René Nelson, CCIM CRE, and Jim Straub, Legislative Director Oregon Rental Housing Association, discuss the impact of Oregon Rent Control Senate Bill 608 on multifamily owners. Learn from the experts about whether you should raise rents before the Oregon rent control is signed into law.
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René Nelson: Let’s talk about Senate Bill 608, which is rent legislation that deals with rent control. I know you were a champion in the previous legislation and trained to defeat that, but we all know that it is coming to Oregon. Let’s talk about the timing of the bill and the impact it will have on multi-family owners.
Jim Straub: As we speak now, Senate Bill 608 has just passed out of the Senate housing committee and we are awaiting a vote on the Senate floor. We expect that to be within the second week of February. After that point, it will move over to the House of Representatives where they will convene a House committee on housing, hear it, and then we expect it very quickly to move to the House for a pass vote, and then as soon as the Governor signs it, it will become law.
René Nelson: Okay. Right now, we’re in the first part of February. Do you anticipate that’ll be rolled out maybe in the next 60 to 90 days?
Jim Straub: Absolutely. I expect it most likely within the next 60 days. Politics is hard to predict, but the intent behind the bill is to push it through as quick as politically possible.
What Should Owners With Low Rents Do Before the Oregon Rental Control Bill Passes?
René Nelson: Okay. If someone has low rents, are they going to have a chance to give out rent notices or is it too late at this point?
Jim Straub: There’s a peculiarity in the bill. I would urge anybody to take whatever action they need to take immediately. Don’t worry about what the law says. Protect yourself, raise the rents if you need to raise the rents, and raise the rents to whatever amount you need to raise the rents.
Jim Straub: The original intent of the bill was to allow any pending notices as long as the notices had been given on passage. If they were still pending, they would be honored. There’s a technicality in the bill that erases that, and we’re not a 100 percent certain if it’s going to be fixed or not, but I would urge people to plan on it being there and to take action.
Jim Straub: The worse case scenario is they either resend the notice or they notify the tenants of the restriction that doesn’t allow them to raise the rent more than 10 percent, and they just lower it to whatever the maximum cap is that they’re allowed to raise it.
René Nelson: I see this having an impact on multi-family owners who have properties that are significantly under rented. If those owners decide that they want to get out of the market, let’s say they want to sell their property, the first thing that a buyer is going to look at is the net operating income that’s being generated off of that property. So, if you’ve had an investor who’s owned a property, and you know they’ve just maintained the rent increases at a very minimal pace, but they’re below market by a couple of hundred dollars. I know a lot of those multi-family owners are sitting there wondering, what do I do? Should I raise rents now? They hate to disrupt their tenants, but you know that could have a big impact for them down the road when they go to sell.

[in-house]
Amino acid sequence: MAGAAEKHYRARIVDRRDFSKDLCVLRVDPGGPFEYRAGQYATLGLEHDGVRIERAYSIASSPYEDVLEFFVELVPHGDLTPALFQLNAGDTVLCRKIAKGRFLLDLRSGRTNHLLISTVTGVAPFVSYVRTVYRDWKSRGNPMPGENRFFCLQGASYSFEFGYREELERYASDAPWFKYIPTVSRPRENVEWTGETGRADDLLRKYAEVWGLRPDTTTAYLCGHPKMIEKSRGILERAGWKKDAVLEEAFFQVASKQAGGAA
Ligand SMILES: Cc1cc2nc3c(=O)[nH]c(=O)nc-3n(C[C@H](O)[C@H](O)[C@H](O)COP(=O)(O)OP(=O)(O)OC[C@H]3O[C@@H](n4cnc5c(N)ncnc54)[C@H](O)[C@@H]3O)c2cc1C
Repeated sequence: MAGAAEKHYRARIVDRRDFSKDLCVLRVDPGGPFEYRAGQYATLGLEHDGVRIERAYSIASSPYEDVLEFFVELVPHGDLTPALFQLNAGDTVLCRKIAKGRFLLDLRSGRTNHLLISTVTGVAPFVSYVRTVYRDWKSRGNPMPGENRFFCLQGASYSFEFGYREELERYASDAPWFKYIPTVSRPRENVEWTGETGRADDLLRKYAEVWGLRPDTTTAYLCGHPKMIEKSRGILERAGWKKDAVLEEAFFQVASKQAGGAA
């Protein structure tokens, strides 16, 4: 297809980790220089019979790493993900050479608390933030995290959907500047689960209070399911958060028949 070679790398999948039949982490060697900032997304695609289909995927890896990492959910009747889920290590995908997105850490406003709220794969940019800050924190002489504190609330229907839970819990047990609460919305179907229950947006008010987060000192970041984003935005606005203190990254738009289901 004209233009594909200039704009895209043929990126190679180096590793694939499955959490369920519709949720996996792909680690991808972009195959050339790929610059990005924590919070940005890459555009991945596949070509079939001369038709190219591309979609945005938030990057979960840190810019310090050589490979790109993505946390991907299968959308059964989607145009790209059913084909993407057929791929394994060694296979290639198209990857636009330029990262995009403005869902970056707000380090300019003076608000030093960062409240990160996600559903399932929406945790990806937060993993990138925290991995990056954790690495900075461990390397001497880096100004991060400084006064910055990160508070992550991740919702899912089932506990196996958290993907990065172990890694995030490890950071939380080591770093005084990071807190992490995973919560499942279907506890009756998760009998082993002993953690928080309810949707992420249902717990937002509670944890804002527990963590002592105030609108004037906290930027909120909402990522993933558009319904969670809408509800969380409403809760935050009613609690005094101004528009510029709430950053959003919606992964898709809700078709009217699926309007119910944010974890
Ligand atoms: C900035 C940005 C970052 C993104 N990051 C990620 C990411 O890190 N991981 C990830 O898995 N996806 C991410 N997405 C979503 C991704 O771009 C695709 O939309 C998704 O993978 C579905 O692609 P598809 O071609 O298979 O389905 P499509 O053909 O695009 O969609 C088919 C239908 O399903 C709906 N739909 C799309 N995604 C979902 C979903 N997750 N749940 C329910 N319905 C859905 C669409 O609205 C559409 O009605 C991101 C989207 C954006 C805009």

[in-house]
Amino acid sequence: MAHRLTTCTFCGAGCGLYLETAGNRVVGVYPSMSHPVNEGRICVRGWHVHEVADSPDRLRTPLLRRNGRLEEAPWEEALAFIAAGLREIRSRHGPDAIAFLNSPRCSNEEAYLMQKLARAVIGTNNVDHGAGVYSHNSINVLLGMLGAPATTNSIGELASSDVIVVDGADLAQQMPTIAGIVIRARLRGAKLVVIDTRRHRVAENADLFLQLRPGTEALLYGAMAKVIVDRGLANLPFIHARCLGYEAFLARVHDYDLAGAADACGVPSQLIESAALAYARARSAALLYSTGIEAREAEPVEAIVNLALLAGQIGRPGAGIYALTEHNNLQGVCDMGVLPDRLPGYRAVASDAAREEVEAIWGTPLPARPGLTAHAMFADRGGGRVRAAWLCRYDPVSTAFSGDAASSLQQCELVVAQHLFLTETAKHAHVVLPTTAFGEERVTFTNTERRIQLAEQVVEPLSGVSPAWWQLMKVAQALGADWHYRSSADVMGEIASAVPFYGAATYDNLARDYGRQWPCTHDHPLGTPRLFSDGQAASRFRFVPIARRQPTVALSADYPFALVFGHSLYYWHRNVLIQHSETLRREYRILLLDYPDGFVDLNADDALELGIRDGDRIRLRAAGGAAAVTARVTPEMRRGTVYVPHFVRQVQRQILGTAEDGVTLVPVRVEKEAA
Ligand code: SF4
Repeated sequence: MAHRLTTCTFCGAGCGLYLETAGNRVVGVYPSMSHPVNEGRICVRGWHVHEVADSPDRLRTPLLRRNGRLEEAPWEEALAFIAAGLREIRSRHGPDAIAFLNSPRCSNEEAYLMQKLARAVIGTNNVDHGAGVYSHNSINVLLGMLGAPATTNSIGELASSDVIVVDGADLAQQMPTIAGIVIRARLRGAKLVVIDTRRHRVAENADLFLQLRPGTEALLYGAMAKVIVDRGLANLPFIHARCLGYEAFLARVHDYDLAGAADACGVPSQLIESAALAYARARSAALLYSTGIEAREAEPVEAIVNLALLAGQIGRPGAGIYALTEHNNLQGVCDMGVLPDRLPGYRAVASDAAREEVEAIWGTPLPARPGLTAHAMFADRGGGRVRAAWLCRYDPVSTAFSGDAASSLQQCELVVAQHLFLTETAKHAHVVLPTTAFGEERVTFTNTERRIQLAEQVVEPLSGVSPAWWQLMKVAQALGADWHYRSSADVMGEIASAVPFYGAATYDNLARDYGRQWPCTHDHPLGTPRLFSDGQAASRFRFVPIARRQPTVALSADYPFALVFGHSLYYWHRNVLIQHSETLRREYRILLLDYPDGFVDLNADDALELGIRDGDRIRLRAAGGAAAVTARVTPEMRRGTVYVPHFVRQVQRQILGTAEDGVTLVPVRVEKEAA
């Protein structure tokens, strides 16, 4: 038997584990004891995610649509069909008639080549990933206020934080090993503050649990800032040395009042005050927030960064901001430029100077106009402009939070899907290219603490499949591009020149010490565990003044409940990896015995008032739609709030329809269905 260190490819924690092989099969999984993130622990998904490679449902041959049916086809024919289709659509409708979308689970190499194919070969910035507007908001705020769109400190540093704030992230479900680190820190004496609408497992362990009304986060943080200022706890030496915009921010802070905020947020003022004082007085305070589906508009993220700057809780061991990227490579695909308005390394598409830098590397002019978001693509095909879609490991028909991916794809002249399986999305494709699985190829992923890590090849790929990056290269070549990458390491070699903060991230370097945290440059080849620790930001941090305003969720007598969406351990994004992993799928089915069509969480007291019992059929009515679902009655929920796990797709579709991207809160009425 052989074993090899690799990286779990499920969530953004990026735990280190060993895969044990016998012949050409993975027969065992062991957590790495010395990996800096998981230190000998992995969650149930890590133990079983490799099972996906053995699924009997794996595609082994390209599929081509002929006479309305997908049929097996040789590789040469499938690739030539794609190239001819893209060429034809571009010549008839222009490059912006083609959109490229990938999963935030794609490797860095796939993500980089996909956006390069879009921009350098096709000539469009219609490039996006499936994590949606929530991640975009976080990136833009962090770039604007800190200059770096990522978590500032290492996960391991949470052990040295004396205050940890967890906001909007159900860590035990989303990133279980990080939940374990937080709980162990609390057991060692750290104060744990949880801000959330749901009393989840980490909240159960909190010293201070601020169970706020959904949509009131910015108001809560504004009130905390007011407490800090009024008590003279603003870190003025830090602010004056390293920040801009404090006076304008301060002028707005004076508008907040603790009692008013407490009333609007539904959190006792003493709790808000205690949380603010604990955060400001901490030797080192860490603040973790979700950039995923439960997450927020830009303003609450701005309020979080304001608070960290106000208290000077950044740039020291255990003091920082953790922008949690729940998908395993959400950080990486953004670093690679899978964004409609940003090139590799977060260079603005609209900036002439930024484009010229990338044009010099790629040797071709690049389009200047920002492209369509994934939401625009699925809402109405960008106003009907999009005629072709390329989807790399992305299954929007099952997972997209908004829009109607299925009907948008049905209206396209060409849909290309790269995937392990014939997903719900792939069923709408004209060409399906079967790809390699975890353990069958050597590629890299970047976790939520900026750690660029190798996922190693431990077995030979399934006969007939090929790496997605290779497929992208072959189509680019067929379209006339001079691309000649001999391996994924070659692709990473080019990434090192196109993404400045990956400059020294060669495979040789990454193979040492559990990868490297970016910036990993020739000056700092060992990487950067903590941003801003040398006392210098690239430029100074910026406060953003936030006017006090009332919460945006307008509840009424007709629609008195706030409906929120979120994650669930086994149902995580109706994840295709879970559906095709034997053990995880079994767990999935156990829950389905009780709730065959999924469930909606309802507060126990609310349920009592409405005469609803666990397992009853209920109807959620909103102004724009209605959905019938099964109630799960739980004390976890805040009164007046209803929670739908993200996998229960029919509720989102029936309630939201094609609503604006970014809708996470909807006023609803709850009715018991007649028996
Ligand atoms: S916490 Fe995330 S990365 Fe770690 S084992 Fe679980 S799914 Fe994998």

Jim Straub: Absolutely, which is why I would urge anybody to take the action that they need to take now to protect their interest. If you have been giving the tenants the good graces of low rent for these number of years and you’re thinking about selling in the near future, you shouldn’t feel badly about raising the rent to market. The tenants have benefited for years with under-market rent. All you’re doing is bringing it back to where it was or where it should be under normal market conditions.
Jim Straub: Take the action now. Raise the rent if it needs to be raised. It’s always easier to lower the rent than raise the rent in the future
René Nelson: Well, I know a lot of multi-family owners are going to be happy to hear that. I think one of their concerns will be to stay out of the crosshairs in the media tho
Jim Straub: Absolutely, and any time you do substantial rent raises, you become a potential target. You’ll have to weigh the pros and cons because now that this bill is public, if a large property goes out and across the board raises all the rents a significant amount, that’s going to attract some attention. You’re going to have to evaluate whether or not the attention is positive or not. There is a saying that any media attention is good attention as long as they spell your name right, but you’re going to have to evaluate to whether or not that helps the sale or hurts the sale.
For more information about the Oregon Rent Control Senate Bill 608 and how it affects Oregon rental property owners, call me today: René Nelson, CCIM, (541) 912-6583 / firstname.lastname@example.org / www.eugene-commercial.com